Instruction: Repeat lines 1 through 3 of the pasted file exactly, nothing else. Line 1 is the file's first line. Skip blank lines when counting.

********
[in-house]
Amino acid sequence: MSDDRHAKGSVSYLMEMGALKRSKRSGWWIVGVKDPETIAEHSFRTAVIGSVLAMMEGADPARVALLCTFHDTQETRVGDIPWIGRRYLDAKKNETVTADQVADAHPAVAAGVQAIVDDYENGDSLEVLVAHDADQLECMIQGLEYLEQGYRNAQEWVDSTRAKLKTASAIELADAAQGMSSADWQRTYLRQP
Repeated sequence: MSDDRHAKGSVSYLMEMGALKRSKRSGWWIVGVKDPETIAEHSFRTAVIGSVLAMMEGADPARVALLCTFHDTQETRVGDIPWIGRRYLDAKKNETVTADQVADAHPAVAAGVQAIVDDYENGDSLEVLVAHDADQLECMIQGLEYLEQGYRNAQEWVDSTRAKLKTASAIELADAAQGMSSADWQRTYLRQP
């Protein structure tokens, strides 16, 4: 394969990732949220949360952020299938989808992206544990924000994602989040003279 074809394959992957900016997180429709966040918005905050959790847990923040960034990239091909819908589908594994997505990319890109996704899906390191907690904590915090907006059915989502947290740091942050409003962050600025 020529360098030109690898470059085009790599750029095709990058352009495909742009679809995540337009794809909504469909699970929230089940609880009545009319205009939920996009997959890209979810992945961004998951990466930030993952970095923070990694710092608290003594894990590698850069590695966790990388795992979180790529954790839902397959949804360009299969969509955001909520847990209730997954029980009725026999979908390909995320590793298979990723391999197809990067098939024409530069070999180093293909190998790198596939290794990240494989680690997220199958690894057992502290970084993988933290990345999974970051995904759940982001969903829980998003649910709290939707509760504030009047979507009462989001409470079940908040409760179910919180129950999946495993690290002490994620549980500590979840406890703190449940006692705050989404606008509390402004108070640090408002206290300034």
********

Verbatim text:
[in-house]
Amino acid sequence: MSDDRHAKGSVSYLMEMGALKRSKRSGWWIVGVKDPETIAEHSFRTAVIGSVLAMMEGADPARVALLCTFHDTQETRVGDIPWIGRRYLDAKKNETVTADQVADAHPAVAAGVQAIVDDYENGDSLEVLVAHDADQLECMIQGLEYLEQGYRNAQEWVDSTRAKLKTASAIELADAAQGMSSADWQRTYLRQP
Repeated sequence: MSDDRHAKGSVSYLMEMGALKRSKRSGWWIVGVKDPETIAEHSFRTAVIGSVLAMMEGADPARVALLCTFHDTQETRVGDIPWIGRRYLDAKKNETVTADQVADAHPAVAAGVQAIVDDYENGDSLEVLVAHDADQLECMIQGLEYLEQGYRNAQEWVDSTRAKLKTASAIELADAAQGMSSADWQRTYLRQP